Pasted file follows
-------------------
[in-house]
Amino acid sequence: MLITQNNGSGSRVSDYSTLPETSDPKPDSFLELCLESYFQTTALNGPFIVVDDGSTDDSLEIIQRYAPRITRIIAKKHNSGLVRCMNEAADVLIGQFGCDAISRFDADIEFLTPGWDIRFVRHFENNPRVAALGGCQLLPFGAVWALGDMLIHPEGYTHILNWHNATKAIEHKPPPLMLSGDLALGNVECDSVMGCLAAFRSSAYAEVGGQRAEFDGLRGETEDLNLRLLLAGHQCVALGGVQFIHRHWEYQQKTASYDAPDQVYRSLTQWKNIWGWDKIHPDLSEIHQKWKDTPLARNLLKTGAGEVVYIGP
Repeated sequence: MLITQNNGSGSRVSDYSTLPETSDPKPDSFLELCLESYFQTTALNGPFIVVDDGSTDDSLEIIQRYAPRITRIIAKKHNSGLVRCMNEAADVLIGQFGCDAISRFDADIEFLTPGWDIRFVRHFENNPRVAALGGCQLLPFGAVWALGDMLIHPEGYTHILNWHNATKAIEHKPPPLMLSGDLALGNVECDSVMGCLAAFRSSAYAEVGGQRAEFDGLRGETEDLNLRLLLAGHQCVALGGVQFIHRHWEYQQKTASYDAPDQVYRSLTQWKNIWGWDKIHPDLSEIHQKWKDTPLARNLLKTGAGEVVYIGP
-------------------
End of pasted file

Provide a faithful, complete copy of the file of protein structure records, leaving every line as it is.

[in-house]
Amino acid sequence: MLITQNNGSGSRVSDYSTLPETSDPKPDSFLELCLESYFQTTALNGPFIVVDDGSTDDSLEIIQRYAPRITRIIAKKHNSGLVRCMNEAADVLIGQFGCDAISRFDADIEFLTPGWDIRFVRHFENNPRVAALGGCQLLPFGAVWALGDMLIHPEGYTHILNWHNATKAIEHKPPPLMLSGDLALGNVECDSVMGCLAAFRSSAYAEVGGQRAEFDGLRGETEDLNLRLLLAGHQCVALGGVQFIHRHWEYQQKTASYDAPDQVYRSLTQWKNIWGWDKIHPDLSEIHQKWKDTPLARNLLKTGAGEVVYIGP
Repeated sequence: MLITQNNGSGSRVSDYSTLPETSDPKPDSFLELCLESYFQTTALNGPFIVVDDGSTDDSLEIIQRYAPRITRIIAKKHNSGLVRCMNEAADVLIGQFGCDAISRFDADIEFLTPGWDIRFVRHFENNPRVAALGGCQLLPFGAVWALGDMLIHPEGYTHILNWHNATKAIEHKPPPLMLSGDLALGNVECDSVMGCLAAFRSSAYAEVGGQRAEFDGLRGETEDLNLRLLLAGHQCVALGGVQFIHRHWEYQQKTASYDAPDQVYRSLTQWKNIWGWDKIHPDLSEIHQKWKDTPLARNLLKTGAGEVVYIGP